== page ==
John Muir was born in Dunbar, in East Lothian, Scotland on 21 April 1838. At the age of ten he emigrated with his family to America. The family settled in Wisconsin where they became farmers and where John Muir attended university. In his twenties he travelled to Yosemite and there established his reputation as a naturalist, explorer, mountaineer, farmer, geologist, writer, and, above all, pioneer of nature conservation.
He played a crucial role in creating Yosemite National Park, fought to save the giant redwoods of California and, in 1892, was a founder and the first president of the Sierra Club, now the premier conservation body in California with a membership of over 600,000.
He strongly influenced President Theodore Roosevelt in creating other National Parks and, as a result of his lifelong struggle on behalf of wild places and wildlife, Americans have honoured Muir with the title of ‘Father of Our National Parks’. He has been voted ‘Most Famous Californian of All Time’, appeared on two US postage stamps (the more recent a current issue) and more than 200 parks, woods, schools, etc., bear his name.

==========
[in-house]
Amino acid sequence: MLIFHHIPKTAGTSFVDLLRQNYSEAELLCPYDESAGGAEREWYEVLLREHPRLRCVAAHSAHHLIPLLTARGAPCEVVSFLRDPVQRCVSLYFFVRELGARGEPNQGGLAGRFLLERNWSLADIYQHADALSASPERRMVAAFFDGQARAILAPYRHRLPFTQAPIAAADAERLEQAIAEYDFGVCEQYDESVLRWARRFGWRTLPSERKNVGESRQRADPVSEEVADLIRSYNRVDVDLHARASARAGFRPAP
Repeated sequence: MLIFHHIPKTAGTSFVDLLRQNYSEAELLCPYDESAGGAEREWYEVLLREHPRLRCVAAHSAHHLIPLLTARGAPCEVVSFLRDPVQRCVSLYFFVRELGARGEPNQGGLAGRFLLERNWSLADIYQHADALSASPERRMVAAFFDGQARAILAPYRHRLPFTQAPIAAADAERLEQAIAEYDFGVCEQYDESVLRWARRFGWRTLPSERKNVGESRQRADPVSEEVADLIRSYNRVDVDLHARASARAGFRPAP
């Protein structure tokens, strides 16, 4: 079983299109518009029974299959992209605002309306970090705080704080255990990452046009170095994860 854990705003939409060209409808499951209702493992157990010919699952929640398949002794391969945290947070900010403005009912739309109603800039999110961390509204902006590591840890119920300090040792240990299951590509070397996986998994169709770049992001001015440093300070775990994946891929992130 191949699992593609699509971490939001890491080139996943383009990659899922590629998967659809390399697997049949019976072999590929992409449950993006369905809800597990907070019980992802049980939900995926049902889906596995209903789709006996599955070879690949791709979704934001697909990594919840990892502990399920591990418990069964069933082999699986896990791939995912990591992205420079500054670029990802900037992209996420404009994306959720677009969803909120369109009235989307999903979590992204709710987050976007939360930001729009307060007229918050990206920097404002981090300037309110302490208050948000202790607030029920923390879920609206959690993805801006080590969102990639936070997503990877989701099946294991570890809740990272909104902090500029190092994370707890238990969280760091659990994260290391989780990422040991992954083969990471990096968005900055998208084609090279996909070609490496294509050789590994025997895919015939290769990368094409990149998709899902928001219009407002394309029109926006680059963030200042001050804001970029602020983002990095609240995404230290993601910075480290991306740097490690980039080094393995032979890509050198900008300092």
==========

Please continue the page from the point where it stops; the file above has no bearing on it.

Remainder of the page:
For many millions of Californians, John Muir is as famous as Alexander Graham Bell or Andrew Carnegie, two other Scottish emigrants, and his writings are as celebrated as those of Robert Burns or Robert Louis Stevenson. Yet in Britain he is largely unknown and even in the land of his birth few Scots have heard of him.Every year admirers travel thousands of miles to visit his childhood home at 126 High Street, Dunbar, Scotland.
For more information visit www.jmbt.org.uk